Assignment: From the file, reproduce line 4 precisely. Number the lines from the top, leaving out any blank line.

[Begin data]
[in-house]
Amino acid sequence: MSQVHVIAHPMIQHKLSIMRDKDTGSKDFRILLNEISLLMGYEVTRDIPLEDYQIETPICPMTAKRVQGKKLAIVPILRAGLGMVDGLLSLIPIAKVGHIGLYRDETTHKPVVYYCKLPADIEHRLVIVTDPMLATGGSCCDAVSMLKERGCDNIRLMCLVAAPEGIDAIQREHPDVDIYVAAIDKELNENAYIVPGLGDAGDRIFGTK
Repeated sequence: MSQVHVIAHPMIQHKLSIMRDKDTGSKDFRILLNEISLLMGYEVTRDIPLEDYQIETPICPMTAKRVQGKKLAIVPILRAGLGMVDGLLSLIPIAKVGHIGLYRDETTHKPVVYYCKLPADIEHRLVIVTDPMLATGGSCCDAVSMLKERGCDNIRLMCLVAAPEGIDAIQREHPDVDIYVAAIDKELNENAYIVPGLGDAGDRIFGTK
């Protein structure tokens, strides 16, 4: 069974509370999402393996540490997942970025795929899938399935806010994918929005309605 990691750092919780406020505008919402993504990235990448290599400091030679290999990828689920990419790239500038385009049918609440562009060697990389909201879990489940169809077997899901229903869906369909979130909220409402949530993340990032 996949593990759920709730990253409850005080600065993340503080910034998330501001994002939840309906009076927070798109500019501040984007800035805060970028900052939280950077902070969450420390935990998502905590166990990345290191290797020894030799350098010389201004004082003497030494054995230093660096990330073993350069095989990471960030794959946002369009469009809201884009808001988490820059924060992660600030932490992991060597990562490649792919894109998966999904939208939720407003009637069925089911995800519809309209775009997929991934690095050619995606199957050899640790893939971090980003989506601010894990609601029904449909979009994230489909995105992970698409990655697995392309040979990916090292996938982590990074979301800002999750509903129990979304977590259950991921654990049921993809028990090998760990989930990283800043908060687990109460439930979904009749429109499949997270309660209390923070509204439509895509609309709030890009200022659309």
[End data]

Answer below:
């Protein structure tokens, strides 16, 4: 069974509370999402393996540490997942970025795929899938399935806010994918929005309605 990691750092919780406020505008919402993504990235990448290599400091030679290999990828689920990419790239500038385009049918609440562009060697990389909201879990489940169809077997899901229903869906369909979130909220409402949530993340990032 996949593990759920709730990253409850005080600065993340503080910034998330501001994002939840309906009076927070798109500019501040984007800035805060970028900052939280950077902070969450420390935990998502905590166990990345290191290797020894030799350098010389201004004082003497030494054995230093660096990330073993350069095989990471960030794959946002369009469009809201884009808001988490820059924060992660600030932490992991060597990562490649792919894109998966999904939208939720407003009637069925089911995800519809309209775009997929991934690095050619995606199957050899640790893939971090980003989506601010894990609601029904449909979009994230489909995105992970698409990655697995392309040979990916090292996938982590990074979301800002999750509903129990979304977590259950991921654990049921993809028990090998760990989930990283800043908060687990109460439930979904009749429109499949997270309660209390923070509204439509895509609309709030890009200022659309």